The TRC was based on the Promotion of National Unity and Reconciliation Act, No 34 of 1995, and implemented its mandate through 3 committees: the Amnesty Committee, Reparation and Rehabilitation Committee and Human Rights Violations Committee. The Register of Reconciliation gave members of the public a chance to express their regret at failing to prevent human rights violations and to demonstrate their commitment to reconciliation. The TRC was a court-like body assembled in South Africa after the end of Apartheid. Anybody who felt they had been a victim of violence could come forward and be heard at the TRC. Perpetrators of violence could also give testimony and request amnesty from prosecution. It is worth mentioning that following his release from prison on 11 February 1990 after 27 years incarceration, Mandela’s switch from a policy of confrontation to a policy of reconciliation and negotiation helped lead the transition to multi-racial democracy in South Africa.
In Pakistan, politicians who do not have moral high authority because of their dubious past criticize the military. In media the analysts and panelists resort to scathing criticism knowing full well that present military leadership is committed to support the democratic set up. It has to be mentioned that people of Pakistan have suffered in equal measure during elected governments and dictatorships, as our inept leadership has all along been clueless, directionless and even ignorant of how the public feels about it for its indifference to their sufferings. Instead of mitigating the sufferings of the people and ridding them of inflation and unemployment, partisans and pillars of the state even today are at loggerheads. Those who project themselves as self-righteous persons should not forget that the nation is aware of the fact that they are no statesmen and visionaries but pigmies that are out to grind their own axe. Politocos should reform themselves and democratize their parties so that new leadership could emerge to face the challenges confronted by the nation.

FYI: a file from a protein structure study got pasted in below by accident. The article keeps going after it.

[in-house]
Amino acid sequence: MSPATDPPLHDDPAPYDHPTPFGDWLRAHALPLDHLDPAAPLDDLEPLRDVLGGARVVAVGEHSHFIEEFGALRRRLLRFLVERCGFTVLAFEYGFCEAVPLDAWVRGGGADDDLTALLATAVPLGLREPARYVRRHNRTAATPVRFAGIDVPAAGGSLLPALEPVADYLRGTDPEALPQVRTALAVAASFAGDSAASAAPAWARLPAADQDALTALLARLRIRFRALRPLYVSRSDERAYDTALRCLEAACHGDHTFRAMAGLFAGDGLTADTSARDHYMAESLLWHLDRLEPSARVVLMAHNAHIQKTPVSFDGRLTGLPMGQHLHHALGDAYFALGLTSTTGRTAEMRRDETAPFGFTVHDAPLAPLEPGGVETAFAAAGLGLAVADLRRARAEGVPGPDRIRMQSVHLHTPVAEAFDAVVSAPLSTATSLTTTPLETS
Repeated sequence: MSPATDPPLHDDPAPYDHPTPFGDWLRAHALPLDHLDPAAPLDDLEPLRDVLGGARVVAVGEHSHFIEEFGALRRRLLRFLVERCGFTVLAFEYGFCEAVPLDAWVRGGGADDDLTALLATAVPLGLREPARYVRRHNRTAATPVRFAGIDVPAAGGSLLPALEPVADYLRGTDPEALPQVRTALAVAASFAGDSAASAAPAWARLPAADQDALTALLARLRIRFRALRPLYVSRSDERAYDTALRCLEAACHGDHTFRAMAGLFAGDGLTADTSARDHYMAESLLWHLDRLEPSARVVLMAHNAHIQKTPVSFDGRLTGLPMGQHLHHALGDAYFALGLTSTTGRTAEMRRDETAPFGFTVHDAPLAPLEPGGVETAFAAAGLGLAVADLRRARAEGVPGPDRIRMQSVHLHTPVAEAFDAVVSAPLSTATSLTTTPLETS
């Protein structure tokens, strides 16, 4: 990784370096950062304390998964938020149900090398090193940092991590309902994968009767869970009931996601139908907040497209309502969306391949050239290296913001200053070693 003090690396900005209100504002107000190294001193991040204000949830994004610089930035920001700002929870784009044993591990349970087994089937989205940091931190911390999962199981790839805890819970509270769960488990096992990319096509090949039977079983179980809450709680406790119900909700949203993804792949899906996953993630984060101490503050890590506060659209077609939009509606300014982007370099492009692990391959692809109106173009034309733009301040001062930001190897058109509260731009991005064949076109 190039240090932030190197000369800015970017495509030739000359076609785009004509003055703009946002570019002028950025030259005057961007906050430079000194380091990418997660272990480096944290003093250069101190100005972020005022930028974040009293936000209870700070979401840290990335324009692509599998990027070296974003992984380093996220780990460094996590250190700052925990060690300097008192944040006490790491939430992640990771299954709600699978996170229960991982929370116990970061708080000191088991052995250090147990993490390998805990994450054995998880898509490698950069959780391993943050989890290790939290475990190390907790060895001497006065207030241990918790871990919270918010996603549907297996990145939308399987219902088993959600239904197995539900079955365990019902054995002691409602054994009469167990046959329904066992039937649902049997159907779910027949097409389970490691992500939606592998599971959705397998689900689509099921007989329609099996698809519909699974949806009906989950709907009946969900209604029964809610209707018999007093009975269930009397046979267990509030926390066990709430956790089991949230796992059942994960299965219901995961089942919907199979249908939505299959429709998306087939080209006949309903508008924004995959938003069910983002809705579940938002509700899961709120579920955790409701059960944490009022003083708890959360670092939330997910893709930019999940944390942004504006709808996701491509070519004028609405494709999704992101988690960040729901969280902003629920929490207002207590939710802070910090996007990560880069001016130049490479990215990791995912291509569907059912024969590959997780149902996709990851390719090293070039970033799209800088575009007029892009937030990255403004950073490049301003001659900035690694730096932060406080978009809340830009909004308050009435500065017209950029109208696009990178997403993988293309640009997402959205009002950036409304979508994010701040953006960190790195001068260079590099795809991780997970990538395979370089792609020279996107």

The conduct of COAS Ashfaq Parvez Kayani before, during and after February 2008 is admirable. Judiciary’s mindset also seems to have changed and Chief Justice Iftikhar Muhammad Chaudhry is reforming the judiciary. Political leaders have to understand that exercise of their right to criticize the government should not smack of hatred towards the ruling party or ‘opposition for the sake of opposition’. In democracies, there could be difference of opinion over methodologies of achieving the targets and timeframe, but the basic objectives of all the political parties with regard to welfare of the masses and stability and security of the country should remain common. Both major political parties, the PPP and the PML-N, should remember that politics of obduracy has not paid in the past and would not pay in future, as in democratic societies the contradictions and controversial issues are resolved through dialogue. Both sides should abandon rigidity and sense of false egos and display flexibility. In other words they should be prepared for ‘give and take’, as nobody has the right to dictate his terms or impose his decisions irrespective of his position or status.